Jefferson City is stepping up its pickleball game.
It wasn’t that long ago, while driving past Lincoln University’s old tennis courts, you would see two or maybe four people sporadically playing tennis. At that point, the three courts were dull, cracked, and you could see grass growing through much of the concrete.
Fast forward a couple of years, and with a collaboration between Lincoln University and Jefferson City Parks and Recreation, these new, updated courts can be seen full of people playing tennis as well as the ever-growing game of pickleball.
According to the USAPA (United States of America Pickleball Association) website, “pickleball was invented in 1965 on Bainbridge Island, a short ferry ride from Seattle, Washington. Three dads — Joel Pritchard, Bill Bell, and Barney McCallum — whose kids were bored with their usual summertime activities are credited for creating the game.”
If you’re wondering how pickleball received its name, the USAPA says there are two different theories. According to Joel Pritchard’s wife, Joan, she started calling the game pickleball because “the combination of different sports reminded me of the pickle boat in crew where oarsmen were chosen from the leftovers of other boats.” In the second theory, the game was named after the Pritchards’ dog, Pickles. Either way, the name has stuck for more than 50 years.
The sport combines different elements of tennis, badminton, and ping-pong. Two to four players can participate using solid paddles to hit a perforated polymer ball over a net. Players on the serving team have the opportunity to serve, starting from the right side of the court and score points until they commit a fault (except for in the first service sequence). If a point is scored, the server initiates the next serve from the left side of the court and continues switching back and forth until a fault is committed. In a singles game, the serve would then go to the opposing team. However, in a doubles game, the serve would go to the serving team’s partner, who then has the opportunity to score points until they commit a fault.
Pickleball can be played indoors or outdoors, and part of its rapid growth comes from its accessibility for people of all ages and skill levels. Judy Irwin, an avid pickleball player, plays with older adults, but recently has been approached by several high school students interested in joining. “You meet a lot of really great people of all different ages,” she says.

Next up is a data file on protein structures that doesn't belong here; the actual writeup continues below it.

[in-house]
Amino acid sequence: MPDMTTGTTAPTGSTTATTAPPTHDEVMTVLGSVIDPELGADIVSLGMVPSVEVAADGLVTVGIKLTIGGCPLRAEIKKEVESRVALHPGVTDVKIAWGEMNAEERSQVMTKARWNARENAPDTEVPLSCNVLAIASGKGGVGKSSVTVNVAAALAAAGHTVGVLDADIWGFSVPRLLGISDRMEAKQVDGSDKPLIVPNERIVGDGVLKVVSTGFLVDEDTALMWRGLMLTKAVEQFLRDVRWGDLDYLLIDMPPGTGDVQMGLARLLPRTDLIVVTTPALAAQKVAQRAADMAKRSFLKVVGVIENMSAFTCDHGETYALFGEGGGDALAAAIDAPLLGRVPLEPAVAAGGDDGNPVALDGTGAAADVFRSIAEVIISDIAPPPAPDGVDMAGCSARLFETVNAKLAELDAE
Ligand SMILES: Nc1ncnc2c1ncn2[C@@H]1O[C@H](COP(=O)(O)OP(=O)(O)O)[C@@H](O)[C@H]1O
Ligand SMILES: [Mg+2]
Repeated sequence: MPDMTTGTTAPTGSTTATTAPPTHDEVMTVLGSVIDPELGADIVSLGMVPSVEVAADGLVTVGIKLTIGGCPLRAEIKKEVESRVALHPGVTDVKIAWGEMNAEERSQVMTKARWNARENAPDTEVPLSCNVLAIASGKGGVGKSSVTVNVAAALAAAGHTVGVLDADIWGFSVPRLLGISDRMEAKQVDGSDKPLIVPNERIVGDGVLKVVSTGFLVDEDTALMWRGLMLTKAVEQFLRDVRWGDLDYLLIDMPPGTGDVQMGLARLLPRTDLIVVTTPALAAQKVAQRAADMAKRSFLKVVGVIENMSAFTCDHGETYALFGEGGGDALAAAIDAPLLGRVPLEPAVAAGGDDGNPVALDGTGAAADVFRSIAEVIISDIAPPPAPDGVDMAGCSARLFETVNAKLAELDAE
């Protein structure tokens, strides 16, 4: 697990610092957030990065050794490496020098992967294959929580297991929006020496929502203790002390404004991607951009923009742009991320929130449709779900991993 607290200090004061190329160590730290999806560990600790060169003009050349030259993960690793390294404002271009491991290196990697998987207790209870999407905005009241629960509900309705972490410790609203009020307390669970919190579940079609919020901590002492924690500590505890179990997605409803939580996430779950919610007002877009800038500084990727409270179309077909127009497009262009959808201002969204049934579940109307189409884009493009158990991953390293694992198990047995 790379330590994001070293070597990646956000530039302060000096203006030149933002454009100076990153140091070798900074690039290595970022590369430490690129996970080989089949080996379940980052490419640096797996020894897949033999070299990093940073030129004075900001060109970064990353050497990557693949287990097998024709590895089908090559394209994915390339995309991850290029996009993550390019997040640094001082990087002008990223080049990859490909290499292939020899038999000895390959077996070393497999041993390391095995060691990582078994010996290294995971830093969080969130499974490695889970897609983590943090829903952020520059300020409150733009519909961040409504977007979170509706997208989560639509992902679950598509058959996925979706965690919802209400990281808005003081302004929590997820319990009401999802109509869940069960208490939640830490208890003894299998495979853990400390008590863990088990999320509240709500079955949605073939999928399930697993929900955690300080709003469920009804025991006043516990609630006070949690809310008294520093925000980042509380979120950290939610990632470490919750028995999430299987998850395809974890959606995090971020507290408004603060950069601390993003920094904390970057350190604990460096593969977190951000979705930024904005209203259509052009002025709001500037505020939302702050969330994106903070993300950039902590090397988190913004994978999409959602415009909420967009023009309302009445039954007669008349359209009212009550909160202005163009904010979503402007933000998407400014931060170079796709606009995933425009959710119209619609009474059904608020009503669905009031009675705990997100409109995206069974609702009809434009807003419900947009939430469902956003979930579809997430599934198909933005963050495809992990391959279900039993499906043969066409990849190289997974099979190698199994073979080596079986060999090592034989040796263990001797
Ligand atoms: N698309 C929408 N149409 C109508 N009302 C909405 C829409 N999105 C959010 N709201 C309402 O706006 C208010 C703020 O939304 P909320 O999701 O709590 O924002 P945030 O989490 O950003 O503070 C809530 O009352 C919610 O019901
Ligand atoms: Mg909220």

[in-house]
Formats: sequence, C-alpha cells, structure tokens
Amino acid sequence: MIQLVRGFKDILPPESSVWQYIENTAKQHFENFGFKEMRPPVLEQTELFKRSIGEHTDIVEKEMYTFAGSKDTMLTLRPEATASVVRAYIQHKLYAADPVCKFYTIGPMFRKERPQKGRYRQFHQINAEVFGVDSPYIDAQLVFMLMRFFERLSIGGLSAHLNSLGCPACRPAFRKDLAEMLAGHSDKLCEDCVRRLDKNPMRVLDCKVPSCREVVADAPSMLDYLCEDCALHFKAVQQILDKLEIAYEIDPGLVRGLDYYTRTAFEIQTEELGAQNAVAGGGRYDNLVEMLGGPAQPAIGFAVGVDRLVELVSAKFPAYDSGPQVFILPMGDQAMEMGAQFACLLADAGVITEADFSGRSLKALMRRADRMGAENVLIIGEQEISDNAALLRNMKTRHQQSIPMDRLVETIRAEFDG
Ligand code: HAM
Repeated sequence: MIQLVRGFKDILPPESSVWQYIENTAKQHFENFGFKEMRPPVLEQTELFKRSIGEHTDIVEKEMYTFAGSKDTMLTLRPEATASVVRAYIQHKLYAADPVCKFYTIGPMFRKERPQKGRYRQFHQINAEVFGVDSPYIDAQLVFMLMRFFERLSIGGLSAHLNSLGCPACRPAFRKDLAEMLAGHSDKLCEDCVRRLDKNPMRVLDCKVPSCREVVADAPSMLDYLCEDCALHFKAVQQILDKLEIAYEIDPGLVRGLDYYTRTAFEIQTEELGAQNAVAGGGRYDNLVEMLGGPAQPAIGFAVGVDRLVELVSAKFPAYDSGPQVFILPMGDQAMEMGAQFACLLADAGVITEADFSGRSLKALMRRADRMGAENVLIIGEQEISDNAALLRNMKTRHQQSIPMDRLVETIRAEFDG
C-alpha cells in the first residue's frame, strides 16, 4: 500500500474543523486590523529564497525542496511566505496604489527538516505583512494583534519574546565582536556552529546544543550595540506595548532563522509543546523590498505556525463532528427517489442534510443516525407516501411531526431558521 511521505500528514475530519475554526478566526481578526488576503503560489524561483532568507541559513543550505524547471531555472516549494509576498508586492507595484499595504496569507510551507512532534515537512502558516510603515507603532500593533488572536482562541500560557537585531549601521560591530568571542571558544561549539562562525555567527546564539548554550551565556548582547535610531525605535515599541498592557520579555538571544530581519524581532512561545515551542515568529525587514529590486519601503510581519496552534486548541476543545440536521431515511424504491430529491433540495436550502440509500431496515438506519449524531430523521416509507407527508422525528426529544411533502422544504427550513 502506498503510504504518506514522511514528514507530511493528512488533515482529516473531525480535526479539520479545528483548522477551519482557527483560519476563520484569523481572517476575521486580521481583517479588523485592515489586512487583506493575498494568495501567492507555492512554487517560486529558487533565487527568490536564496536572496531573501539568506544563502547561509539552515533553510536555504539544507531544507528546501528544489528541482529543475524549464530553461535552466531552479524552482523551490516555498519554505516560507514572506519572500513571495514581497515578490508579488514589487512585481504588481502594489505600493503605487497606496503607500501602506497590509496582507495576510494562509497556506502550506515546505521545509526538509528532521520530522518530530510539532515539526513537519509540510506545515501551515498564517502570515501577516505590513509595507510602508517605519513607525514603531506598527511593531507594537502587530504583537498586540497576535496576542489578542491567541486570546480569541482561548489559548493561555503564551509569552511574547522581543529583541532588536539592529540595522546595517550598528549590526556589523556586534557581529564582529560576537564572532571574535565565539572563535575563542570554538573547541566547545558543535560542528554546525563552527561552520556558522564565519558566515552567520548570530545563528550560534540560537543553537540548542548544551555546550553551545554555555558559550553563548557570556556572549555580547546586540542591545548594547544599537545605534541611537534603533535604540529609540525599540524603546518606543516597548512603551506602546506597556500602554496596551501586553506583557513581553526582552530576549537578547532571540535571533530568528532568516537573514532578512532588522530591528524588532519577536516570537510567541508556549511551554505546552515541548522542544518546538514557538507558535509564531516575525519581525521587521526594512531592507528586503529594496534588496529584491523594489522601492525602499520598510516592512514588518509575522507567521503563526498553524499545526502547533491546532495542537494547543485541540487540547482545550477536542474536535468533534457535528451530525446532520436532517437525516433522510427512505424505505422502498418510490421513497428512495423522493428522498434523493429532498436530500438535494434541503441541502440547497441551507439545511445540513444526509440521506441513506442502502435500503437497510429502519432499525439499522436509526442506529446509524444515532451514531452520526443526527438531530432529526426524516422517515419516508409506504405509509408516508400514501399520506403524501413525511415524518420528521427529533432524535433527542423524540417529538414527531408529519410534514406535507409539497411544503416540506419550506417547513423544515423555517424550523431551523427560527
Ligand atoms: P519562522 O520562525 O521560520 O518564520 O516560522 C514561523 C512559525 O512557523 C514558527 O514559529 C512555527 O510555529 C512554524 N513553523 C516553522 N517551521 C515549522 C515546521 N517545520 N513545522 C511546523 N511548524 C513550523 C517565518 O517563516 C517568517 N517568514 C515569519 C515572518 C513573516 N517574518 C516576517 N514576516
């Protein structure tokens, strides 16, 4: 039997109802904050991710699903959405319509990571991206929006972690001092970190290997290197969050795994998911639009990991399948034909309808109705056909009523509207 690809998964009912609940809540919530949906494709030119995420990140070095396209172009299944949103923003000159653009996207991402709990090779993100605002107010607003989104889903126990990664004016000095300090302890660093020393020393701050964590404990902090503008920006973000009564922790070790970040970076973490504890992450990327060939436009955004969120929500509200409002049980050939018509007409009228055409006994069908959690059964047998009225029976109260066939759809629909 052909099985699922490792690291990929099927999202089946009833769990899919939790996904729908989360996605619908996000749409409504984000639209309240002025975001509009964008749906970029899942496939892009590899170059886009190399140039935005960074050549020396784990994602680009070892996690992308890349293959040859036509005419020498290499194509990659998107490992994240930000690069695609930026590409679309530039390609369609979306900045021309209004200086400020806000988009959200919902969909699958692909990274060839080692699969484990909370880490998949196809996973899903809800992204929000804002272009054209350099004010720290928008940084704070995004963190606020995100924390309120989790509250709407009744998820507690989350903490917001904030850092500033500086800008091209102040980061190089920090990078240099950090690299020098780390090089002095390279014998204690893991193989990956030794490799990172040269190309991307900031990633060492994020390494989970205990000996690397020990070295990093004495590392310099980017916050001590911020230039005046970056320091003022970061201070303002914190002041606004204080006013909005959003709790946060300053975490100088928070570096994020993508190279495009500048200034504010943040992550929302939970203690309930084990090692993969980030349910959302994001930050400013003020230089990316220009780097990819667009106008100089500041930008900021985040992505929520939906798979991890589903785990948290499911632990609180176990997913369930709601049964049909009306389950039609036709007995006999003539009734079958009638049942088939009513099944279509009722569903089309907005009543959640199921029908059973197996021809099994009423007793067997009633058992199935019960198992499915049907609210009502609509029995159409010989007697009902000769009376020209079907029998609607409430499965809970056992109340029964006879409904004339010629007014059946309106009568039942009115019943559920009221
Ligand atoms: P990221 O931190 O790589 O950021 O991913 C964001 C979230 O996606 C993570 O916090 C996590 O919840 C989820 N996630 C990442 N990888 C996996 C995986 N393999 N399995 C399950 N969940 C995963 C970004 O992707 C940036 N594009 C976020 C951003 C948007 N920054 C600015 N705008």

With the rising popularity of pickleball in Jefferson City, many groups have formed to allow people to get in some exercise and healthy competition. The Jefferson City Pickleball Club is an organization leading the way to promote and facilitate the growth of pickleball in Jefferson City. Tournament committee co-chair Casey Parnell moved to Jefferson City from southwest Missouri and wanted a way to engage in the community and make new friends. For her, “pickleball is the most social sport, so it was a no brainer to start playing,” she says.
The club, which now has over 60 members, holds their own leagues and tournaments and would eventually like to have their own pickleball courts. “Pickleball is so fun. Anyone can walk on the court and pick it up,” Parnell says.
The Linc and the Jefferson City Area YMCA also offer many open-gym pickleball sessions, both indoors and outdoors. When the weather is nice, players from the Linc head out to Washington Park Tennis Courts and Yvonne Walker Hoard Tennis Courts to play in the sun. If you’re a member of the Jefferson City Area YMCA, pickleball is offered at the Firley facility on their newly renovated indoor tennis courts. They also offer pickleball open play, round-robin pickleball, and Silver Sneakers/Renew Active pickleball.
So if you’re looking to get active, go out and give pickleball a try. No matter the age or skill level, the leagues around Jefferson City enjoy finding new players to grow their pickleball community.
Not quite ready to join a group?
Holding a tournament for you and your friends is simple.
Blair Oaks Middle School physical education teacher Jill Linnenbrink holds a tournament every year for her students. “Putting on a tournament where the students can simply have fun is easy, and they enjoy helping me put the tournament together,” she says.
Linnenbrink suggests first finding a venue and making sure there is availability for the date you want to hold the tournament. “For us, it’s simple — we hold the tournament in our gym. But if someone is looking for a place, it’s always a good idea to call ahead. There always seems to be people playing,” she says.
After the date and location are secured, you’ll want to make sure everyone has the proper equipment:
- Each court will need a pickleball net, which is shorter than a tennis net. If you don’t have a net, you can contact the Jefferson City Pickleball Club, and they can direct you on how to find one to use.
- Two to four paddles. Many players bring their own paddle and a few pickleballs.
Next, decide if your tournament will be played with official pickleball rules. A rule summary can be found on the USAPA website: usapa.org/rules-summary.
Experienced pickleball players can play by the official rules. But, for her newer students, Coach Linnenbrink modifies the rules so everyone can be successful. No matter which rules are decided on, there is no need for a referee. Simply using the honor system works well.
You will then want to determine how many teams you’ll have and create a bracket. Coach Linnenbrink prints a bracket from createyourbracket.com and draws numbers from a cup to assign each team’s first-round match-up. After the bracket is set, the tournament begins, and teams are eliminated until a champion is crowned.
If you want to get creative, you can make your own trophy for the tournament. Coach Linnenbrink uses a wiffle ball or pickleball and decorates it for the winning team.